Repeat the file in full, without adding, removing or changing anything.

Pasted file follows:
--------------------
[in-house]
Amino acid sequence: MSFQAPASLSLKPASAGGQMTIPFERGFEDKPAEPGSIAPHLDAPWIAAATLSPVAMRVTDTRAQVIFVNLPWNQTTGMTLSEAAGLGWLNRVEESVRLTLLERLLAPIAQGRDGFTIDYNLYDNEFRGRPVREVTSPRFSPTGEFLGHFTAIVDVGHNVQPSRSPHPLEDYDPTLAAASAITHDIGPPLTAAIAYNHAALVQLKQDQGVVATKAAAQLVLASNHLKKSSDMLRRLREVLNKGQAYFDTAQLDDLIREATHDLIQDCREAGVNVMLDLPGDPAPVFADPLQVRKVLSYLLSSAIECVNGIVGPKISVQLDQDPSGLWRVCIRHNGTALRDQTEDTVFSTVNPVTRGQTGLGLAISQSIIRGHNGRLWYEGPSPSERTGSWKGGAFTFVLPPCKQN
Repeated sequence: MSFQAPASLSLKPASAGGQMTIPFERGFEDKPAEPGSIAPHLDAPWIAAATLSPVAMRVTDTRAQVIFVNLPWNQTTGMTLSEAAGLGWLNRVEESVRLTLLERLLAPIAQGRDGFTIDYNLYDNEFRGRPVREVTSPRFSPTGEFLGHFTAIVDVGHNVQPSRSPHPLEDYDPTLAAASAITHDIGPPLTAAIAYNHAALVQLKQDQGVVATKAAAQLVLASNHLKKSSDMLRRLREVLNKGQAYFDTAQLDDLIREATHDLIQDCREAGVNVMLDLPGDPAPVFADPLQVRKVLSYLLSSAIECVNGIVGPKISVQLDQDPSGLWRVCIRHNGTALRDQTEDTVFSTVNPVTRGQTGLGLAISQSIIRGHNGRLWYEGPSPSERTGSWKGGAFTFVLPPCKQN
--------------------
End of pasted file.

[in-house]
Amino acid sequence: MSFQAPASLSLKPASAGGQMTIPFERGFEDKPAEPGSIAPHLDAPWIAAATLSPVAMRVTDTRAQVIFVNLPWNQTTGMTLSEAAGLGWLNRVEESVRLTLLERLLAPIAQGRDGFTIDYNLYDNEFRGRPVREVTSPRFSPTGEFLGHFTAIVDVGHNVQPSRSPHPLEDYDPTLAAASAITHDIGPPLTAAIAYNHAALVQLKQDQGVVATKAAAQLVLASNHLKKSSDMLRRLREVLNKGQAYFDTAQLDDLIREATHDLIQDCREAGVNVMLDLPGDPAPVFADPLQVRKVLSYLLSSAIECVNGIVGPKISVQLDQDPSGLWRVCIRHNGTALRDQTEDTVFSTVNPVTRGQTGLGLAISQSIIRGHNGRLWYEGPSPSERTGSWKGGAFTFVLPPCKQN
Repeated sequence: MSFQAPASLSLKPASAGGQMTIPFERGFEDKPAEPGSIAPHLDAPWIAAATLSPVAMRVTDTRAQVIFVNLPWNQTTGMTLSEAAGLGWLNRVEESVRLTLLERLLAPIAQGRDGFTIDYNLYDNEFRGRPVREVTSPRFSPTGEFLGHFTAIVDVGHNVQPSRSPHPLEDYDPTLAAASAITHDIGPPLTAAIAYNHAALVQLKQDQGVVATKAAAQLVLASNHLKKSSDMLRRLREVLNKGQAYFDTAQLDDLIREATHDLIQDCREAGVNVMLDLPGDPAPVFADPLQVRKVLSYLLSSAIECVNGIVGPKISVQLDQDPSGLWRVCIRHNGTALRDQTEDTVFSTVNPVTRGQTGLGLAISQSIIRGHNGRLWYEGPSPSERTGSWKGGAFTFVLPPCKQN